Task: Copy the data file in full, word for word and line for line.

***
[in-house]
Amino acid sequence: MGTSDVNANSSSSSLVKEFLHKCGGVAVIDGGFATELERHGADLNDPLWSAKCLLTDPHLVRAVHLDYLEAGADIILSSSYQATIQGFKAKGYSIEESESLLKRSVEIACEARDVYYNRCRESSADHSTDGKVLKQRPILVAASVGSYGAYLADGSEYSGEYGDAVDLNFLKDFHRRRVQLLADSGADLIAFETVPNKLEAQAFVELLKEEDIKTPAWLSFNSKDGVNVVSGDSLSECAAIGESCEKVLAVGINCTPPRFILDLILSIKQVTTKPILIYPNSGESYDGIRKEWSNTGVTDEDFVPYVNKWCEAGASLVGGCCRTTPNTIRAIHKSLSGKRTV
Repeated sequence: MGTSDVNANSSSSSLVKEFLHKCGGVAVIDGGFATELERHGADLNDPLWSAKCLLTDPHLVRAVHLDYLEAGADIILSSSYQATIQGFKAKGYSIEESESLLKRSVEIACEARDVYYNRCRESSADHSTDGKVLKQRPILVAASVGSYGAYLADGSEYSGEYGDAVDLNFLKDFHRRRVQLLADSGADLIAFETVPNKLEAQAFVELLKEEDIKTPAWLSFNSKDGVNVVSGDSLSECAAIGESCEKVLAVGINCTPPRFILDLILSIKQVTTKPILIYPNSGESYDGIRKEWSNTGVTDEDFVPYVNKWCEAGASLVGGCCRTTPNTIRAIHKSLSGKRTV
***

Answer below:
[in-house]
Amino acid sequence: MGTSDVNANSSSSSLVKEFLHKCGGVAVIDGGFATELERHGADLNDPLWSAKCLLTDPHLVRAVHLDYLEAGADIILSSSYQATIQGFKAKGYSIEESESLLKRSVEIACEARDVYYNRCRESSADHSTDGKVLKQRPILVAASVGSYGAYLADGSEYSGEYGDAVDLNFLKDFHRRRVQLLADSGADLIAFETVPNKLEAQAFVELLKEEDIKTPAWLSFNSKDGVNVVSGDSLSECAAIGESCEKVLAVGINCTPPRFILDLILSIKQVTTKPILIYPNSGESYDGIRKEWSNTGVTDEDFVPYVNKWCEAGASLVGGCCRTTPNTIRAIHKSLSGKRTV
Repeated sequence: MGTSDVNANSSSSSLVKEFLHKCGGVAVIDGGFATELERHGADLNDPLWSAKCLLTDPHLVRAVHLDYLEAGADIILSSSYQATIQGFKAKGYSIEESESLLKRSVEIACEARDVYYNRCRESSADHSTDGKVLKQRPILVAASVGSYGAYLADGSEYSGEYGDAVDLNFLKDFHRRRVQLLADSGADLIAFETVPNKLEAQAFVELLKEEDIKTPAWLSFNSKDGVNVVSGDSLSECAAIGESCEKVLAVGINCTPPRFILDLILSIKQVTTKPILIYPNSGESYDGIRKEWSNTGVTDEDFVPYVNKWCEAGASLVGGCCRTTPNTIRAIHKSLSGKRTV